So if it's so expensive why did we stay there? Well we still have a rental house very close, our son lives nearby, our daughter was flying in from UK and we still have friends and neighbors nearby. So we took it on the chin and paid up. We'll have to camp at more Walmarts to bring us back to our $25 a night average camping cost target!

First people we dropped by to see where our old friends and neighbors Doug and Lyn and their son Daniel. Lyn's a Brit so we get along great and Doug is a sweetheart too. Dan provides the entertainment by rolling his eyes and passing comments about running an old peoples home, but is a great and a funny young man. A night out at the Irish Pub gave us time to catch up on the news.

Our son Fred and his wife Cori came over to visit and we had a night out at the Indian Restaurant to catch up on their news, our daughter Sally arrived with her friend Rita and her 3 kids so many tours of the RV were made. Jenna was fascinated by the bathroom and was really disappointed when her Mom wouldn't let her take a shower in it!

Barbara and Sally had a "Girls Day" going shopping followed by a day at the spa, enjoying massages and the things girls do. I headed for Dulles Airport and spent the day wandering around the Smithsonian Institute Air and Space Museum out there. Lots of cool airplanes but surprising packed tight for a new facility. I didn't think it was as well laid out as the US Air Force Museum in Dayton OH.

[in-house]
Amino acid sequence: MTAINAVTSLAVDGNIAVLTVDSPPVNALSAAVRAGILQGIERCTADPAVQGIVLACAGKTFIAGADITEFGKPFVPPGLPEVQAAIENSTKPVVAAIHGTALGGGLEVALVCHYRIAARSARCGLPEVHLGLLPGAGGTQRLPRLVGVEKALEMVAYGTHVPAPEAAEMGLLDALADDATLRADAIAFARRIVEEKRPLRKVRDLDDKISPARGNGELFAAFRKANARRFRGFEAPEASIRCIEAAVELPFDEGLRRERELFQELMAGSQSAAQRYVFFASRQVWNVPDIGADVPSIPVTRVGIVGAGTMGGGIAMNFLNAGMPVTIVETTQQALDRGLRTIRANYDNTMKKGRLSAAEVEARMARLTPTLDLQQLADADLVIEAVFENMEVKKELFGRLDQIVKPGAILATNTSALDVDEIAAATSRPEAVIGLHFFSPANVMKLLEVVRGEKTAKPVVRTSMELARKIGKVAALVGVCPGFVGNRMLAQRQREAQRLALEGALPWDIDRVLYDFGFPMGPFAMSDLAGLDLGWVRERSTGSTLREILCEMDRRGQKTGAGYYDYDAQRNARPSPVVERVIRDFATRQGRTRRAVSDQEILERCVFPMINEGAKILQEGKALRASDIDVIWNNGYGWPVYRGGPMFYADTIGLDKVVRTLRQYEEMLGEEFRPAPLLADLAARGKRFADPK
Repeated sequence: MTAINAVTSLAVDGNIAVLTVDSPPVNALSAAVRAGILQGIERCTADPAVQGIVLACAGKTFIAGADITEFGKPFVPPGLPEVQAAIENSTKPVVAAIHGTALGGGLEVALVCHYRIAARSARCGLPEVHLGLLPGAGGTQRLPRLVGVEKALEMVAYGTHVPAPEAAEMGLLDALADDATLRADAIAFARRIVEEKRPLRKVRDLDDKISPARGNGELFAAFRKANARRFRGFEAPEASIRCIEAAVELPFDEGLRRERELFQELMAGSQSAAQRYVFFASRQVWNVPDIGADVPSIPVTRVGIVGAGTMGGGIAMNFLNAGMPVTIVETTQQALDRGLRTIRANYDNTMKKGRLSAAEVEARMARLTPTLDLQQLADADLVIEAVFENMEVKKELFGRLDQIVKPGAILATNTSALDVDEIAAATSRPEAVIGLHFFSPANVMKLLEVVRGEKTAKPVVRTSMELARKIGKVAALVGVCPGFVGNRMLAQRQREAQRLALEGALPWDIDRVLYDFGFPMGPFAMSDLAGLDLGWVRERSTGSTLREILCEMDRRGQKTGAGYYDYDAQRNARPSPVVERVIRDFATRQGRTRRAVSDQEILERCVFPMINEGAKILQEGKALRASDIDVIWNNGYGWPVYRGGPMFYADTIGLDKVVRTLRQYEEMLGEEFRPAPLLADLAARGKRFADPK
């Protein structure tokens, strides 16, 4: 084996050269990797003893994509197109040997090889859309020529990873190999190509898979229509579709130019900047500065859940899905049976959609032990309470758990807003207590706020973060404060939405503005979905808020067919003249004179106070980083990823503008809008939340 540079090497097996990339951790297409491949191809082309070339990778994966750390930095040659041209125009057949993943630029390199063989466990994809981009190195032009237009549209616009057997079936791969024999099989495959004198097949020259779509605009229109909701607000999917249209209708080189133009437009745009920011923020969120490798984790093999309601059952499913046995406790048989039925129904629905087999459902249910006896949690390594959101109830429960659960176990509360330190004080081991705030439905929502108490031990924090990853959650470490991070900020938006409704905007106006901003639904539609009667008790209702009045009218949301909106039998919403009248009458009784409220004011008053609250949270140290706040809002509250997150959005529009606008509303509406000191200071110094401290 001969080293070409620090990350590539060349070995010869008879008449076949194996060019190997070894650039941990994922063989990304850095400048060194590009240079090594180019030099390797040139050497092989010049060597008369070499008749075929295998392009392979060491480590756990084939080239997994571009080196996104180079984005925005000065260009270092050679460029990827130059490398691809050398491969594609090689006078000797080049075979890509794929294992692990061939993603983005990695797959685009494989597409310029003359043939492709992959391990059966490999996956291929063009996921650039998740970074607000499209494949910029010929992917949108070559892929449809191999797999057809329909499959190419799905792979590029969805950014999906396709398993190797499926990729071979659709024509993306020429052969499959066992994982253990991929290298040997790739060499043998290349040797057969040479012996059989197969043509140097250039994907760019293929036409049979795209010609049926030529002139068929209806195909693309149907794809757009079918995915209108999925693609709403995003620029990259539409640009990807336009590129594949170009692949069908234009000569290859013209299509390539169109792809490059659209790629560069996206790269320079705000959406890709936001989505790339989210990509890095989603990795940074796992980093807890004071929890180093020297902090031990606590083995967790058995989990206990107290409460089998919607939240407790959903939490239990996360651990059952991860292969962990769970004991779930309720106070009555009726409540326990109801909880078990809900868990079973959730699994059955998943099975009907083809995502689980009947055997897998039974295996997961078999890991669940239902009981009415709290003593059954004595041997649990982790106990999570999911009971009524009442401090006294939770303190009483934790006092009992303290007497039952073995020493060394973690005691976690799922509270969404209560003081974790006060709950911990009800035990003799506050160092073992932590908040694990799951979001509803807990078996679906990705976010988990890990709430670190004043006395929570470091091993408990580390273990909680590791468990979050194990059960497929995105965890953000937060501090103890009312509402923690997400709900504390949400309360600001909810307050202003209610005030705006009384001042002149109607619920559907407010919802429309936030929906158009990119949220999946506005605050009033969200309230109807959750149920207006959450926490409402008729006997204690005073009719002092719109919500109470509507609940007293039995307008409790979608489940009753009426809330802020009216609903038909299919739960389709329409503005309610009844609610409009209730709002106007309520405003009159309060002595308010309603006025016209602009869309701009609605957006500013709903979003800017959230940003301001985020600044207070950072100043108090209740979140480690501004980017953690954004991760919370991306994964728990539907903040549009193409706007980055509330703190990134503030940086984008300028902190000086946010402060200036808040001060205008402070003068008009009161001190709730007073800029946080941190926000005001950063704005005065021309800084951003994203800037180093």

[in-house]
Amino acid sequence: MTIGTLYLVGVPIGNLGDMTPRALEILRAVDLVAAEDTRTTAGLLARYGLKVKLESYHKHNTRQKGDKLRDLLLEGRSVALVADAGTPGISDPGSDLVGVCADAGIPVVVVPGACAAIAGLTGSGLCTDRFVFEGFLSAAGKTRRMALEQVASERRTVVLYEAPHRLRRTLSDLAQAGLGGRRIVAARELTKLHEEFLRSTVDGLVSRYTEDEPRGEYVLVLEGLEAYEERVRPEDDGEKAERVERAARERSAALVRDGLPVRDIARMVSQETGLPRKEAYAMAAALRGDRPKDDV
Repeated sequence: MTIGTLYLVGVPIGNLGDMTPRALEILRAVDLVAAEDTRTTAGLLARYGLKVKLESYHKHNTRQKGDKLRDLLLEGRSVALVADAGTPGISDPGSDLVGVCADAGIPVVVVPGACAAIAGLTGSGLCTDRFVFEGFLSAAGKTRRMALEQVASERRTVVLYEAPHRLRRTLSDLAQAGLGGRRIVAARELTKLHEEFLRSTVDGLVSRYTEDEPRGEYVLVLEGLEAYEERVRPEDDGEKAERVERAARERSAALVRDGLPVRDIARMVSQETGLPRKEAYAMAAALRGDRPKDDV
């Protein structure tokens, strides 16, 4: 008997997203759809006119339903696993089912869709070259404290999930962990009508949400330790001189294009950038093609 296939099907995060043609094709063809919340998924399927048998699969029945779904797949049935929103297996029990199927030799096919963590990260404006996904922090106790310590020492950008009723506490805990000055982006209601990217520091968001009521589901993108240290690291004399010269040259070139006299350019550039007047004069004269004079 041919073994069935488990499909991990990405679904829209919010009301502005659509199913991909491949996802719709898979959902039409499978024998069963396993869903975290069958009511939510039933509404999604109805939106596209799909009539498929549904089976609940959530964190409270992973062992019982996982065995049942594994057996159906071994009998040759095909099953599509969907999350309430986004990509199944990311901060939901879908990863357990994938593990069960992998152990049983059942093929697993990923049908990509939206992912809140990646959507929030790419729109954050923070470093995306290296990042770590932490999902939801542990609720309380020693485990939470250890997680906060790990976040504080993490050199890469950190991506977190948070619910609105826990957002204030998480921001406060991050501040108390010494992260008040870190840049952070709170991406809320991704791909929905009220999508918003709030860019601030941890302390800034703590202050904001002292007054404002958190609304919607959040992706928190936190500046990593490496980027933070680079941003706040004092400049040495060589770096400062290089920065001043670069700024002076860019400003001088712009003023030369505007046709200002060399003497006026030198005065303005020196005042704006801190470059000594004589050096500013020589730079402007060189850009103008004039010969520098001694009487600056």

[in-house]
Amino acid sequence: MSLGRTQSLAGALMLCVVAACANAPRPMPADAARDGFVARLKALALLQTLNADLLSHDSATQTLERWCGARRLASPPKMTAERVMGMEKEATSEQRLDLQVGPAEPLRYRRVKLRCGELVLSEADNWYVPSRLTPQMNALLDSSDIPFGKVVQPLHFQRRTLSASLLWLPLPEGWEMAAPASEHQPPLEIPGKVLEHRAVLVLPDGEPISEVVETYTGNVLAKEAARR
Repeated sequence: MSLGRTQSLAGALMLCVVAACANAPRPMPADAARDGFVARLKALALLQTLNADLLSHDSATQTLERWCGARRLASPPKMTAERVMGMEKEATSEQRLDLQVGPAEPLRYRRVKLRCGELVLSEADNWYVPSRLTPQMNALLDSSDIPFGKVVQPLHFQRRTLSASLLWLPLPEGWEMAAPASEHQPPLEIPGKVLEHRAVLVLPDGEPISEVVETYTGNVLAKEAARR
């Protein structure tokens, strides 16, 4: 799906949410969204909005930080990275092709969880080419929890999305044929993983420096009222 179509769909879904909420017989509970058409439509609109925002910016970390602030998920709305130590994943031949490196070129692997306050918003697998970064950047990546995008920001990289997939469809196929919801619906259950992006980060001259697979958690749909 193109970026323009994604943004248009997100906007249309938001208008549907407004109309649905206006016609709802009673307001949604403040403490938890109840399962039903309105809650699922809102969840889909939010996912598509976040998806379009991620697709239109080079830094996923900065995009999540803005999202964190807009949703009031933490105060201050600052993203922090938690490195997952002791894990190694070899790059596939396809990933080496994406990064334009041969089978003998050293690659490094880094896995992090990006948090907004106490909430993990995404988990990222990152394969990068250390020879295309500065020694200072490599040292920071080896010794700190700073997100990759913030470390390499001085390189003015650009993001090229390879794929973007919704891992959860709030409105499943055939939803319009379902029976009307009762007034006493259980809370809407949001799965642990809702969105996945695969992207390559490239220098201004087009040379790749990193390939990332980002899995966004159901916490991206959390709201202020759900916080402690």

Enola Gay probably the most famous airplane in the world

The B26 "Flak Bait" flew 200 missions in WW2 now being restored for display


We all went up to Baltimore's Inner Harbor for lunch at the Cheese Cake Factory and a stroll around the harbor to see the Constitution. I must say that the Inner Harbor seemed pretty run down at one time but it was extremely clean and well maintained when we visited this time.


Baltimore's Inner Harbor

The Constitution one of the original 6 frigates that began the US Navy
Built in Baltimore

Dragon pedal boats

Eating lunch with Barbara, Sally and Cori while Fred and I hid from the camera!